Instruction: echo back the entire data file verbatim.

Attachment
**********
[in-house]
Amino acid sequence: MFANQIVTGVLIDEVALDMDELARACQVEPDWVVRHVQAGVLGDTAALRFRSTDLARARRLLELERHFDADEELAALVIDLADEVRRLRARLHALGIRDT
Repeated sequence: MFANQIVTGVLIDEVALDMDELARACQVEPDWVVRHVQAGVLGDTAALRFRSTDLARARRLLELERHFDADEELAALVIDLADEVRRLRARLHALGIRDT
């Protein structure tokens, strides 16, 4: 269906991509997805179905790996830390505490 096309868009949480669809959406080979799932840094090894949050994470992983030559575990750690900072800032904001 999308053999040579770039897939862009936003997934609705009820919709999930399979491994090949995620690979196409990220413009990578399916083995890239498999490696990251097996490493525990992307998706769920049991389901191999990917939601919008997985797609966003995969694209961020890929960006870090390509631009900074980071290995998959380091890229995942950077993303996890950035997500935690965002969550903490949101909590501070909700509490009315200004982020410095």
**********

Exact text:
[in-house]
Amino acid sequence: MFANQIVTGVLIDEVALDMDELARACQVEPDWVVRHVQAGVLGDTAALRFRSTDLARARRLLELERHFDADEELAALVIDLADEVRRLRARLHALGIRDT
Repeated sequence: MFANQIVTGVLIDEVALDMDELARACQVEPDWVVRHVQAGVLGDTAALRFRSTDLARARRLLELERHFDADEELAALVIDLADEVRRLRARLHALGIRDT
């Protein structure tokens, strides 16, 4: 269906991509997805179905790996830390505490 096309868009949480669809959406080979799932840094090894949050994470992983030559575990750690900072800032904001 999308053999040579770039897939862009936003997934609705009820919709999930399979491994090949995620690979196409990220413009990578399916083995890239498999490696990251097996490493525990992307998706769920049991389901191999990917939601919008997985797609966003995969694209961020890929960006870090390509631009900074980071290995998959380091890229995942950077993303996890950035997500935690965002969550903490949101909590501070909700509490009315200004982020410095």